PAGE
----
Bored in the RSA

I am starting to get the feeling this government might not think we’re all that bright. I can understand where it comes from, I suppose, this notion that South Africans are morons. I can almost hear the conversations at the Coronavirus Command Council.

“The people will never fall for that.”

“Of course they will. They keep voting for us, right? They’re complete idiots.”

This is why our president can look us in the eye and tell us that we’re still on Level 3 when it’s quite clear that we are, in fact, somewhere between Mordor and Saudi Arabia.

There are still people out there who think Cyril Ramaphosa is some kind of divine saviour. Sure, Jacob Zuma set the bar as low as it could go, so it’s perhaps understandable that Cyril wormed his way into our hearts. Next to Zuma, even Trump would have been an improvement. But only just.

Somehow, though, there are those who have forgotten that politicians are professional blame-shifters with only a tangential entanglement with the truth.

If it were up to me, Ramaphosa would be strapped into a polygraph machine for the duration of Fellow South Africans. The sophistry starts right off the bat. By calling us his fellow South Africans, he is telling us that we are the same, that we are part of one glorious united brotherhood. That his struggles are our struggles. Bollocks. He’s worth R6-billion. We are only his fellow South Africans in that we share a common citizenship.

And when he says things like, “After careful consideration of expert advice…” what he really means is, “After days spent in Zoom meetings screaming, crying and threatening each other…”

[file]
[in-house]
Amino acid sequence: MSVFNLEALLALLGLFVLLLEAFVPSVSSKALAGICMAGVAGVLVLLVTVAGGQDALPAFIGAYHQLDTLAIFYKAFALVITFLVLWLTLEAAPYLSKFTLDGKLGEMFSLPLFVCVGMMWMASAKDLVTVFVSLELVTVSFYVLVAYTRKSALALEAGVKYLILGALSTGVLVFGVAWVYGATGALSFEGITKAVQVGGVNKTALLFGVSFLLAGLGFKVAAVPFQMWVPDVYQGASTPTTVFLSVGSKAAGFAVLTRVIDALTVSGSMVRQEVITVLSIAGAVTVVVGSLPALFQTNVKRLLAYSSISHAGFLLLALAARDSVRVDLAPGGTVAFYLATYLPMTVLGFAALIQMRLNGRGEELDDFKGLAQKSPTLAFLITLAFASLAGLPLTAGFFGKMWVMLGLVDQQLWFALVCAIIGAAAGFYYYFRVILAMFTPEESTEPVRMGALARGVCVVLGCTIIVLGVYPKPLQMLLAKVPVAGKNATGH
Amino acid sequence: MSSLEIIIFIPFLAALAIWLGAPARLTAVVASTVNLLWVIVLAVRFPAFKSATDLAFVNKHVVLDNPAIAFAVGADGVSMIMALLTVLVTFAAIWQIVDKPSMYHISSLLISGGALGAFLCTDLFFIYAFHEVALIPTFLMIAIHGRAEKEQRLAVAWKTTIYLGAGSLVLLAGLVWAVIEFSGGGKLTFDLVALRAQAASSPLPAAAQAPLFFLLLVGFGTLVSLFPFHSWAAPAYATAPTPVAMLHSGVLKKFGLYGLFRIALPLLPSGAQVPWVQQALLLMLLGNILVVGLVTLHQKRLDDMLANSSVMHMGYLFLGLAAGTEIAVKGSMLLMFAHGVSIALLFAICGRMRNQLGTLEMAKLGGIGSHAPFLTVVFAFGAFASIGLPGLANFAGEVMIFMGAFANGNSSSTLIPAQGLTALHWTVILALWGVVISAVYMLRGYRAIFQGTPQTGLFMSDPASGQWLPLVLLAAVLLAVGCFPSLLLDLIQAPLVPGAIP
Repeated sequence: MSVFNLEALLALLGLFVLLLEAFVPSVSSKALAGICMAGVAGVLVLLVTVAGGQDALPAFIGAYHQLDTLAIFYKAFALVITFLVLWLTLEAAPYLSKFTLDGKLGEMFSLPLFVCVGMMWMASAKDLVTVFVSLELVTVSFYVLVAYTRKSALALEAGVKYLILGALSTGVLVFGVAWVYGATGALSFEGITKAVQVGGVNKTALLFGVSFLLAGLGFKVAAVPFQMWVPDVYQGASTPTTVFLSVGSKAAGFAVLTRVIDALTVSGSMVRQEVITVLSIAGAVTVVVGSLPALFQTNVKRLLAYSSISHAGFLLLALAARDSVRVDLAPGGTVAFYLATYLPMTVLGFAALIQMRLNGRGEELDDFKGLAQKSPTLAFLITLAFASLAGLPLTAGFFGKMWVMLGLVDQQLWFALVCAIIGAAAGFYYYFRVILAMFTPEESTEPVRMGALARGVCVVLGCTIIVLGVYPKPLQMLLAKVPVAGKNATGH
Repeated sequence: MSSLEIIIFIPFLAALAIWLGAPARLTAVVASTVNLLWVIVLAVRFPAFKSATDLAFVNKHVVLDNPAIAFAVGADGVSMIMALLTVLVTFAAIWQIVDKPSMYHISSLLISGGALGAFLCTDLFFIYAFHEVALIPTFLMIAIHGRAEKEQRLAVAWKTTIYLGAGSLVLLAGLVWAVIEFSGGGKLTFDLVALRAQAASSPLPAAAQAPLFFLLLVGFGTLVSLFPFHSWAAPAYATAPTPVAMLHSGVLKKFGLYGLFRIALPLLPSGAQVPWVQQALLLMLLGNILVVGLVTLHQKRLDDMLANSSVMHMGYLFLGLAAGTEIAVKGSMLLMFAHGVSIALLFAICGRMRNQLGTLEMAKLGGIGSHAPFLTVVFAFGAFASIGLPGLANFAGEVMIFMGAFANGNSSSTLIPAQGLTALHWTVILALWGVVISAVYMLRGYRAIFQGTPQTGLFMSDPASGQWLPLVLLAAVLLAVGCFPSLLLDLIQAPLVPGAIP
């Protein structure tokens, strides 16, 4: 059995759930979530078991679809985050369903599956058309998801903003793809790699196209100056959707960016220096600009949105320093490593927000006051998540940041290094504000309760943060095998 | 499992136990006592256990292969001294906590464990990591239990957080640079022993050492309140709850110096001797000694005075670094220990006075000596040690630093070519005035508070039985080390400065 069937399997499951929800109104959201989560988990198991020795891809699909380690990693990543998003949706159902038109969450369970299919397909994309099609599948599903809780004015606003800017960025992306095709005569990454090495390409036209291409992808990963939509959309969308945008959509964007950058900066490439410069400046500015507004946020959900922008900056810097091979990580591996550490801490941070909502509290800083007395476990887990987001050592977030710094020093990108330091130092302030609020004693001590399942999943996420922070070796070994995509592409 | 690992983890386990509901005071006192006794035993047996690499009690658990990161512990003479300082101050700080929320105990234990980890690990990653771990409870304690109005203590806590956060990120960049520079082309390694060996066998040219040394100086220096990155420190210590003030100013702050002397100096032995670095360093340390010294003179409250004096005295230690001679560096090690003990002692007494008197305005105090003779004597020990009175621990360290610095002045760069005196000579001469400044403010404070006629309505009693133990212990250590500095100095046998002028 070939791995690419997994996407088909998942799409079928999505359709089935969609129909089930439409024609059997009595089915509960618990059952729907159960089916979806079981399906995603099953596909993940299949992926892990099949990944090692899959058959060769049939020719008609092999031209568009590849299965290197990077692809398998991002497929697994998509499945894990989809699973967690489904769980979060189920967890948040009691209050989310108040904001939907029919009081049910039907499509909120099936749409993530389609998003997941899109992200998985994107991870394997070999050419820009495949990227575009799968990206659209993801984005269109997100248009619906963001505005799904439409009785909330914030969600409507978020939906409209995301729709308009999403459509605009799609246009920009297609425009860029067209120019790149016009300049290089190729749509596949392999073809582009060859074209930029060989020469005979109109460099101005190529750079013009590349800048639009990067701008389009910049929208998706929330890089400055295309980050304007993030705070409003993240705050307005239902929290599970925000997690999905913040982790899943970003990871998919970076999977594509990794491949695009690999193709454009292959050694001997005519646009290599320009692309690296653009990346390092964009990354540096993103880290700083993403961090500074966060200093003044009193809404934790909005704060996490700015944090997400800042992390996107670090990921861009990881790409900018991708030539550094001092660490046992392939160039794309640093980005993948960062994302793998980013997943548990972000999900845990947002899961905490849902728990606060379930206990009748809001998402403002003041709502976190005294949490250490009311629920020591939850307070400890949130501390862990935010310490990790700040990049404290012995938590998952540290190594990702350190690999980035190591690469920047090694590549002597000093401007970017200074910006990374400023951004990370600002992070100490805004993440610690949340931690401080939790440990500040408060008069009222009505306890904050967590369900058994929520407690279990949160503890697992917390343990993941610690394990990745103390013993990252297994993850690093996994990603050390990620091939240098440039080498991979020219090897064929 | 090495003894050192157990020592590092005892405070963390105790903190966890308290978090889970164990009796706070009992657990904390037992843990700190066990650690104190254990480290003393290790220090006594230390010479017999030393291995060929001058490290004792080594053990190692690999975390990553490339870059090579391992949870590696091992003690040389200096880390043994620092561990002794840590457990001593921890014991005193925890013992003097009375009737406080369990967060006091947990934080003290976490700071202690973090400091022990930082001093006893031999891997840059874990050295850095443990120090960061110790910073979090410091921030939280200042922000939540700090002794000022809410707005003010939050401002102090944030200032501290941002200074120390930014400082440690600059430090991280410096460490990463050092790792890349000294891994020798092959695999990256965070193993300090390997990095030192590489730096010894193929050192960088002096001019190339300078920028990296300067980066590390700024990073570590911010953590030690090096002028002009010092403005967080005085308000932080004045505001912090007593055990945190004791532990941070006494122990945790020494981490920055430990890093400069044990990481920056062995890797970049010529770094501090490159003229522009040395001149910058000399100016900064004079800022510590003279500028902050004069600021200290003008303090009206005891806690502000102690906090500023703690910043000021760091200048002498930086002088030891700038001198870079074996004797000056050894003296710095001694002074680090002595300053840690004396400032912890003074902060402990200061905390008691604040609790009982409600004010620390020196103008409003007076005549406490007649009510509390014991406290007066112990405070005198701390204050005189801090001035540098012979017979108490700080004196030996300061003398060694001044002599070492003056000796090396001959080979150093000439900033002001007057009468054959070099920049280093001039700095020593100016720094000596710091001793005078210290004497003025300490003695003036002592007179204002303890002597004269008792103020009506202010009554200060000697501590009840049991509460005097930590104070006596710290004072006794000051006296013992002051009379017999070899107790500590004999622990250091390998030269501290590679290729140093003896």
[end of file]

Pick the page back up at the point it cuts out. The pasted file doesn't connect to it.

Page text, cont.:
A tried-and-tested method of torture is to give someone something they need, and then take it away. Then give it back. And take it away again. Repeat until they confess or go mad. Yes, obviously I’m talking about alcohol. I wasn’t the only fellow South African with “bottle store” at the top of Monday’s to-do list. Banning booze with immediate effect seemed unnecessarily cruel and vindictive. He couldn’t give us a day or two to stock up?

We are told that the public health system is coming apart at the seams because some people couldn’t handle their liquor and wound up hogging all the hospital beds. Yes, that’s the reason. Definitely not because the government failed to adequately prepare for the surge.

Anyway, why should people with Covid-19 be more entitled to a hospital bed than someone who does themselves a mischief while drunk? It’s elitist and could lead to Covid patients demanding Woolworths food and Netflix. There are people in hospital with Covid because they didn’t wear a mask, keep their distance from others or bother to wash their hands. That’s no less irresponsible than the guy in the next bed who got stabbed in the face by his mother for not sharing the last of the brandy.

I have been drinking for decades (pausing only to draw breath or shout for more beer) and have never hurt anyone other than myself. Nothing that required hospitalisation, I might add. Injuries to one’s person are among the less agreeable side effects of alcohol, but it’s an occupational hazard and those who drink know the risks.

We also know that some people handle alcohol better than others. It’s been that way since Nero got wasted and knocked over a candle, causing Rome to burn to the ground. When he woke up, he blamed the Christians and fed them to the lions.

By banning alcohol, the government is punishing the majority for the actions of a tiny minority. It’s absurd. Collective responsibility is an ANC thing. It’s how they shield each other from consequences. The same principle can’t be applied to the entire population. It’s like when King Herod ordered the execution of all boy children under the age of two because someone’s toddler got on his nerves. Stopping us from drinking responsibly is our own massacre of the innocents.